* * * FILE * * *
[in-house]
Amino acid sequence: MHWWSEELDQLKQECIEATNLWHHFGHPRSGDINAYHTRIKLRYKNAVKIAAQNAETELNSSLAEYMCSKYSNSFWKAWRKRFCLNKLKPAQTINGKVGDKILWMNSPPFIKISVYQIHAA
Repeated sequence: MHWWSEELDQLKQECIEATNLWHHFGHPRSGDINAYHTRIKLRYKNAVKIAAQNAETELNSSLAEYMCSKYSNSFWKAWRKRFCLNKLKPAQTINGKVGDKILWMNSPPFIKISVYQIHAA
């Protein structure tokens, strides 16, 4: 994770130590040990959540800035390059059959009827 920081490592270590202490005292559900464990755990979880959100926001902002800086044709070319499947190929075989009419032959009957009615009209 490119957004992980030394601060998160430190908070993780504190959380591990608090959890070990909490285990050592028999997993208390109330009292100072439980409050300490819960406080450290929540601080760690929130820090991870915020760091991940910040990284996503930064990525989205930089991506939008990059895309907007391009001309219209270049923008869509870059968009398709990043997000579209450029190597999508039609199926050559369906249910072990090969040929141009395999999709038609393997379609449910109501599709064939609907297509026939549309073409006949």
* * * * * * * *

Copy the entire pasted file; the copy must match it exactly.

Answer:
[in-house]
Amino acid sequence: MHWWSEELDQLKQECIEATNLWHHFGHPRSGDINAYHTRIKLRYKNAVKIAAQNAETELNSSLAEYMCSKYSNSFWKAWRKRFCLNKLKPAQTINGKVGDKILWMNSPPFIKISVYQIHAA
Repeated sequence: MHWWSEELDQLKQECIEATNLWHHFGHPRSGDINAYHTRIKLRYKNAVKIAAQNAETELNSSLAEYMCSKYSNSFWKAWRKRFCLNKLKPAQTINGKVGDKILWMNSPPFIKISVYQIHAA
């Protein structure tokens, strides 16, 4: 994770130590040990959540800035390059059959009827 920081490592270590202490005292559900464990755990979880959100926001902002800086044709070319499947190929075989009419032959009957009615009209 490119957004992980030394601060998160430190908070993780504190959380591990608090959890070990909490285990050592028999997993208390109330009292100072439980409050300490819960406080450290929540601080760690929130820090991870915020760091991940910040990284996503930064990525989205930089991506939008990059895309907007391009001309219209270049923008869509870059968009398709990043997000579209450029190597999508039609199926050559369906249910072990090969040929141009395999999709038609393997379609449910109501599709064939609907297509026939549309073409006949």